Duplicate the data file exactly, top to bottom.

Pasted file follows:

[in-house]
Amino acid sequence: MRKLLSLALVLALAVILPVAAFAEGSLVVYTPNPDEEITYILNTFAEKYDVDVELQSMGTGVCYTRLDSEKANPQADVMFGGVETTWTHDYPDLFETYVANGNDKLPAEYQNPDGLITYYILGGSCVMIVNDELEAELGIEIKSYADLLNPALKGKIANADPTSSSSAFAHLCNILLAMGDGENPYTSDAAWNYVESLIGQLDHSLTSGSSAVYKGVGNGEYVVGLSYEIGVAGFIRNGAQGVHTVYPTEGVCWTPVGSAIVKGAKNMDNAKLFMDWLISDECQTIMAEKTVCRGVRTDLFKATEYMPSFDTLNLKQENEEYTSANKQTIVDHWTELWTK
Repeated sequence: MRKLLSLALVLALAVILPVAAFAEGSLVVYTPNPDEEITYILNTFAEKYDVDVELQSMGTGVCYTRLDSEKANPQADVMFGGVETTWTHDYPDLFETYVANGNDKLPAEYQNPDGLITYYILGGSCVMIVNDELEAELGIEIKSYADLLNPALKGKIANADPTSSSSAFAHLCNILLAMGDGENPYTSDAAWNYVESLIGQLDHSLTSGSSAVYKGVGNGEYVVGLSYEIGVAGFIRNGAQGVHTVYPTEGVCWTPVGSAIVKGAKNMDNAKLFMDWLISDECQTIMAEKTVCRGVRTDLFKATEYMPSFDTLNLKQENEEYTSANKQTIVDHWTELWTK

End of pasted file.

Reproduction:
[in-house]
Amino acid sequence: MRKLLSLALVLALAVILPVAAFAEGSLVVYTPNPDEEITYILNTFAEKYDVDVELQSMGTGVCYTRLDSEKANPQADVMFGGVETTWTHDYPDLFETYVANGNDKLPAEYQNPDGLITYYILGGSCVMIVNDELEAELGIEIKSYADLLNPALKGKIANADPTSSSSAFAHLCNILLAMGDGENPYTSDAAWNYVESLIGQLDHSLTSGSSAVYKGVGNGEYVVGLSYEIGVAGFIRNGAQGVHTVYPTEGVCWTPVGSAIVKGAKNMDNAKLFMDWLISDECQTIMAEKTVCRGVRTDLFKATEYMPSFDTLNLKQENEEYTSANKQTIVDHWTELWTK
Repeated sequence: MRKLLSLALVLALAVILPVAAFAEGSLVVYTPNPDEEITYILNTFAEKYDVDVELQSMGTGVCYTRLDSEKANPQADVMFGGVETTWTHDYPDLFETYVANGNDKLPAEYQNPDGLITYYILGGSCVMIVNDELEAELGIEIKSYADLLNPALKGKIANADPTSSSSAFAHLCNILLAMGDGENPYTSDAAWNYVESLIGQLDHSLTSGSSAVYKGVGNGEYVVGLSYEIGVAGFIRNGAQGVHTVYPTEGVCWTPVGSAIVKGAKNMDNAKLFMDWLISDECQTIMAEKTVCRGVRTDLFKATEYMPSFDTLNLKQENEEYTSANKQTIVDHWTELWTK